19 August 2010
The Tax Office has successfully obtained records from eBay and The Trading Post that will enable them to data match income declared by taxpayers to their income generated online.
Targeting those with earnings of $20,000 or more in any of the last three financial years, the ATO crackdown is looking for online operators who are effectively running a business but not declaring the income. The Tax Office also expects to catch existing businesses that are generating additional income through the trading sites but not declaring or understating the income.
The Tax Office will match data from the trading sites to Tax File Numbers, ABNs, addresses and dates of birth. The data matching program identifies a list of taxpayers 'of interest' to the Tax Office who are then contacted for review or audit.
For many, sites like eBay offer a distribution channel for home or start up businesses without the expense of a shop front or developing a retail network where margins can be squeezed and profits reduced. It's a way of 'dipping your toe' in the retail market to gauge a product lines appeal without many of the overhead costs associated with traditional business. The Tax Office focus means that they suspect there are a host of eBay business entrepreneurs who are not declaring income earned.
So, at what point do you have to declare income you have earned to the Tax Office? The Tax Office will be looking to see if your activity online could be deemed to be a business. There is no one test for what qualifies you as a business versus a hobby but factors such as the regularity of your transactions, whether or not you are promoting yourself as business (developing a brand name etc), if you engage in marketing activities, whether you intend to develop a business and make a profit (or have the capacity to generate a profit over time), the size, scale and permanency of your activities and whether you operate in a business-like manner all go toward determining whether what you are doing is a business or merely a hobby. If your activities are just a hobby then the income is not assessable, and the expenses are not deductible. If you are a business then you need to declare the income earned but you also get to claim deductions for the cost of the business activities.
If you think you might be affected by the ATO's data matching program, contact us today. The ATO is offering reduced penalties to taxpayers who voluntarily disclose income earned from the online trading sites.
Most businesses will be finalising their June BAS at the moment. Extra care needs to be taken with this BAS to ensure that you have everything correctly recorded for the year. Increasingly, the ATO are matching data provided in your income tax return with the total of information returned in your business activity statements over the same year. Where they find material differences in the key numbers these differences can trigger an audit. Final revenue figures and inter-entity charges are key risk areas. Decisions about these charges and reconciled numbers should have been made by June 30. You don't have the luxury to wait until you finalise your tax return for the year. When you lodge your June BAS you have provided the ATO with a summary of your business income and expenses for the year.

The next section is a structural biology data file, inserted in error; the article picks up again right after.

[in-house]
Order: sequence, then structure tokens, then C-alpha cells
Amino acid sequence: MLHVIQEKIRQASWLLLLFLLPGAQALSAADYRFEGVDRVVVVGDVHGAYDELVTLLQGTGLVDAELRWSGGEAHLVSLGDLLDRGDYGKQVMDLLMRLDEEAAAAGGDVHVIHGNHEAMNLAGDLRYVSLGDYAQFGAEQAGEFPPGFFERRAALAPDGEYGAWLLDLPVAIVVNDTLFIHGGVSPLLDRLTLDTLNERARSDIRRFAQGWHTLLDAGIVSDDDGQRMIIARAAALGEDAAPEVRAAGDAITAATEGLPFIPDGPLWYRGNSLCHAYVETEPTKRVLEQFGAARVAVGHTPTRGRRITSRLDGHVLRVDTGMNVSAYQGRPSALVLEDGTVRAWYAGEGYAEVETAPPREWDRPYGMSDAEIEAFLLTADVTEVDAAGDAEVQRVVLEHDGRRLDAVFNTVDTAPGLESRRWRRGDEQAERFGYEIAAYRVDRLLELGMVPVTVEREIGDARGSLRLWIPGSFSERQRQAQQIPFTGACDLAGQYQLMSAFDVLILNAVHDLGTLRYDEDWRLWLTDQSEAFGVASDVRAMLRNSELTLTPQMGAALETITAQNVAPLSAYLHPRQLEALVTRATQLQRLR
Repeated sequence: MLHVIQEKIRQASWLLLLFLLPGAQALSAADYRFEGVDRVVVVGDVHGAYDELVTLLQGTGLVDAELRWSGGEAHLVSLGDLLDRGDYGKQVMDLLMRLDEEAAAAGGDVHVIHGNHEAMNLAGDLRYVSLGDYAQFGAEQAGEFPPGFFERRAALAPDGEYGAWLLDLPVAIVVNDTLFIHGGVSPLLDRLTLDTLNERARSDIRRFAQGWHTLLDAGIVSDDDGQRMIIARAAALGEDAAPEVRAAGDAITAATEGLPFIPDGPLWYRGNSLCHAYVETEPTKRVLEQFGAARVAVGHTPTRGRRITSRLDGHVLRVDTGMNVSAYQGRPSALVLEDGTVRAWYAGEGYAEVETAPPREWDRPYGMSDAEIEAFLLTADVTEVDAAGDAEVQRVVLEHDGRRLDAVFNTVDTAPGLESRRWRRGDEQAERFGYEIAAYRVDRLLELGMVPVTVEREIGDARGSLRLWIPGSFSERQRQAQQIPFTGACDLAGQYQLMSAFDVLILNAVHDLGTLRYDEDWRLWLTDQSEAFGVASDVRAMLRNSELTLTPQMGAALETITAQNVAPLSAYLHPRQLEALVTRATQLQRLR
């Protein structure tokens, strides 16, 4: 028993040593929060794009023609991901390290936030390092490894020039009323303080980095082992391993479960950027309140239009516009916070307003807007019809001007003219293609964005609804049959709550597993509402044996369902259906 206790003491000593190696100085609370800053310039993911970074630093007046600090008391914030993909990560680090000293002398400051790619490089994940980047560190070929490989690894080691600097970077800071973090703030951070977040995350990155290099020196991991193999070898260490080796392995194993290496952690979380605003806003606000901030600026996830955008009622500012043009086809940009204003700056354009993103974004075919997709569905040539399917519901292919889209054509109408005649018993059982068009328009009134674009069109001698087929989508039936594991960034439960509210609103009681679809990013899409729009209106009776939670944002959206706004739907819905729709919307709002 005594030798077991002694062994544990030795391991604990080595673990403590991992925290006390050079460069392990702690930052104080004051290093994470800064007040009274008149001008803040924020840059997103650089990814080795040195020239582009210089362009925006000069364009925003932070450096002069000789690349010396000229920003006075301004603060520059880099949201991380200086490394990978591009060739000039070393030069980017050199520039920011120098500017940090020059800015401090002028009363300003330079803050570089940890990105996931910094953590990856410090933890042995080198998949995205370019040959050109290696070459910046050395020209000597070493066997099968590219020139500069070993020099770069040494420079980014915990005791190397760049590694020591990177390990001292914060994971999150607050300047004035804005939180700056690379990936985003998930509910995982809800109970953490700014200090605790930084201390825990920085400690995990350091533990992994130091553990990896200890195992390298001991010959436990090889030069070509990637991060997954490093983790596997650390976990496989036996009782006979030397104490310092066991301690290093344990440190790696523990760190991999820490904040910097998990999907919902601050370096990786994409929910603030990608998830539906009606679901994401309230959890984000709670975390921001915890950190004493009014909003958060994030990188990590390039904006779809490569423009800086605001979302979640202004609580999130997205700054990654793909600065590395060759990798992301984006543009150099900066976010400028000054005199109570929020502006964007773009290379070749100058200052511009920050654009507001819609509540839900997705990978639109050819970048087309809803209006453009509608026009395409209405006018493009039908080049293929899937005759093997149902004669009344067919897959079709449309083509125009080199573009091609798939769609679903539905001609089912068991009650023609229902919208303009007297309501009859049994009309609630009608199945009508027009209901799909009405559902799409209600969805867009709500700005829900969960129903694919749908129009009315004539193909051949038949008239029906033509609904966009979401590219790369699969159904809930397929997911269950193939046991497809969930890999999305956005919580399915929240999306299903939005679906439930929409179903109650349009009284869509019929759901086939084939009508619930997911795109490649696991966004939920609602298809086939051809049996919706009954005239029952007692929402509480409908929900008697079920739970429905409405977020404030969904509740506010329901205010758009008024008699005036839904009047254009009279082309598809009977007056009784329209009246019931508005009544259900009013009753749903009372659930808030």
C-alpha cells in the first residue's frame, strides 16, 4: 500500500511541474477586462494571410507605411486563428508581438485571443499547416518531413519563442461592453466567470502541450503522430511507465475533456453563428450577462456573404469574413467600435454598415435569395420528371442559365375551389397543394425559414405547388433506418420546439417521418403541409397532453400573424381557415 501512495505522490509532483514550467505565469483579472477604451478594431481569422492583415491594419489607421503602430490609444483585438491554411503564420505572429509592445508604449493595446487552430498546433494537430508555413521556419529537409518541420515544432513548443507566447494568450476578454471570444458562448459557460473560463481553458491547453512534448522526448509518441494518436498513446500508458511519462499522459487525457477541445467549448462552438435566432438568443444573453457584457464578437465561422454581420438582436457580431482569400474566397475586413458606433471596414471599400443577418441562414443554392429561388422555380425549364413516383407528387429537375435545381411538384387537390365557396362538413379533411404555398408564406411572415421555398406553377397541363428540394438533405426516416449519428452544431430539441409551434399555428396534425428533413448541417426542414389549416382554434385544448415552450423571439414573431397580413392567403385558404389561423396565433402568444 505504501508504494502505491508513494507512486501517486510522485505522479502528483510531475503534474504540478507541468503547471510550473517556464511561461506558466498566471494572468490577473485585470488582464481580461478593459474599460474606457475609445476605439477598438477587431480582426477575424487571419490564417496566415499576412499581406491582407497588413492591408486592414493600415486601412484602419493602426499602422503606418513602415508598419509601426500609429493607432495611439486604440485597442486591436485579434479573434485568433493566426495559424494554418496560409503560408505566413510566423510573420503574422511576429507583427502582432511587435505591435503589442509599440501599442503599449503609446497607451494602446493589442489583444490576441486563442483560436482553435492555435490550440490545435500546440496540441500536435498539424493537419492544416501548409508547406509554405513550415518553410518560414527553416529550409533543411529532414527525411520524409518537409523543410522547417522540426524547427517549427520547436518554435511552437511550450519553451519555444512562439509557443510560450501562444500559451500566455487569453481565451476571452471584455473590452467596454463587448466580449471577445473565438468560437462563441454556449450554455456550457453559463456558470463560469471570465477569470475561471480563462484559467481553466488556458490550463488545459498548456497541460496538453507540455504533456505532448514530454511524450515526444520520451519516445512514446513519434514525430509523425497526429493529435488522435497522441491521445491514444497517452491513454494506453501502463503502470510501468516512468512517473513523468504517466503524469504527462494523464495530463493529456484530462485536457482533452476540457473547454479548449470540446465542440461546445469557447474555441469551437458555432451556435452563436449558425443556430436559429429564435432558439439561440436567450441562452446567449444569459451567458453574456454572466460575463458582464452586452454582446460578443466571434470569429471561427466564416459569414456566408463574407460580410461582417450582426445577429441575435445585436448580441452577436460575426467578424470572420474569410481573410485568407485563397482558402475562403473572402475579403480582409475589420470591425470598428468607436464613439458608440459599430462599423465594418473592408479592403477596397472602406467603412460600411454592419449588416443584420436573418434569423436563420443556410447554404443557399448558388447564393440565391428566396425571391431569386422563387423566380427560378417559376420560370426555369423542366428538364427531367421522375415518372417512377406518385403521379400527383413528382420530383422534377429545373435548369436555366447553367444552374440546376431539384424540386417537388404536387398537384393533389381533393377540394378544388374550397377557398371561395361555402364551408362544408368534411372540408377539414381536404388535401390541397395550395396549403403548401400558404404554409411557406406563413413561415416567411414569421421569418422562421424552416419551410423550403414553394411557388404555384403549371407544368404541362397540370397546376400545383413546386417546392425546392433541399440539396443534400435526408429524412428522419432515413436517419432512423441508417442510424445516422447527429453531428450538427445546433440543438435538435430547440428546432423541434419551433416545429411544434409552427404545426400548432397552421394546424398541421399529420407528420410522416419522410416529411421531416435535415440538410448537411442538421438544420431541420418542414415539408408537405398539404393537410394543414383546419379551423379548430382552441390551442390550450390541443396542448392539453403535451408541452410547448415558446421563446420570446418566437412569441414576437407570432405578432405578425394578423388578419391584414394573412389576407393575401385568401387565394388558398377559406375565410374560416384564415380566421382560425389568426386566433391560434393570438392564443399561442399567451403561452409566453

One of our end of year accounts preparation processes is to reconcile, within the bounds of materiality, the combined BAS income totals to the financial statements.
The ATO are fairly up front. Every year they tell you what they are targeting and why. That's why when the Tax Commissioner released his compliance program for 2010/2011, we took a keen interest in what he had to say.
The way the tax office catch tax evasion is more sophisticated and far reaching than ever. Last year, they utilised over 500 million transaction records from third parties. That is, bank details, international transactions, investments, welfare data, super fund information, luxury car and boat purchases, employee share scheme details and property data are all used to make sure that the income you declare on your tax return is an honest assessment.
• Details of employee share schemes
• Executive salaries and access to executive perks
• Lifestyles that don't match income declared
• Claims for home office expenses
• Claims for business travel (particularly mistaken claims for travel between the office and home)
• Claims for rental and share investment expenses not entitled to or can't be substantiated
• Breach of superannuation caps
• International transactions - Project Wikenby is credited with reducing the flow of cash to international tax havens - Vanuatu, Switzerland, Lichtenstein – by 20 to 30%!
• Transfer pricing issues
• High level of GST credits
Quote of the month
"An election is coming. Universal peace is declared, and the foxes have a sincere interest in prolonging the lives of the poultry." George Eliot
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This Newsletter, of necessity, has dealt with matters of a technical nature in general terms only. Clients should contact us for detailed information on any of the items in the Newsletter. No responsibility for loss occasioned to any person acting or refraining from acting in reliance upon any material in this Newsletter can be accepted by any member or employee of the firm.